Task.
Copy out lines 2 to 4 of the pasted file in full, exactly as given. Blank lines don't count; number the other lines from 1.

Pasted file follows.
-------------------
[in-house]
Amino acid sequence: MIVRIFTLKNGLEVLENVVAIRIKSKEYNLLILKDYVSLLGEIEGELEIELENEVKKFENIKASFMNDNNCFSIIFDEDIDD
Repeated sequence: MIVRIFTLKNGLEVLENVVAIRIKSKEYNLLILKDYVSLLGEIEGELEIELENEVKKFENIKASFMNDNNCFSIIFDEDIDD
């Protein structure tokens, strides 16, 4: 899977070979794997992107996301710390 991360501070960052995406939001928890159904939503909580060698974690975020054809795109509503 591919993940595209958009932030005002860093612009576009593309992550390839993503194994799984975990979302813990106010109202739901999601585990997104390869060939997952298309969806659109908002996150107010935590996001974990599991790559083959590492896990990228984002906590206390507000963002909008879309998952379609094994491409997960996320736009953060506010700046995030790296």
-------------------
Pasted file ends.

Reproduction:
Amino acid sequence: MIVRIFTLKNGLEVLENVVAIRIKSKEYNLLILKDYVSLLGEIEGELEIELENEVKKFENIKASFMNDNNCFSIIFDEDIDD
Repeated sequence: MIVRIFTLKNGLEVLENVVAIRIKSKEYNLLILKDYVSLLGEIEGELEIELENEVKKFENIKASFMNDNNCFSIIFDEDIDD
């Protein structure tokens, strides 16, 4: 899977070979794997992107996301710390 991360501070960052995406939001928890159904939503909580060698974690975020054809795109509503 591919993940595209958009932030005002860093612009576009593309992550390839993503194994799984975990979302813990106010109202739901999601585990997104390869060939997952298309969806659109908002996150107010935590996001974990599991790559083959590492896990990228984002906590206390507000963002909008879309998952379609094994491409997960996320736009953060506010700046995030790296």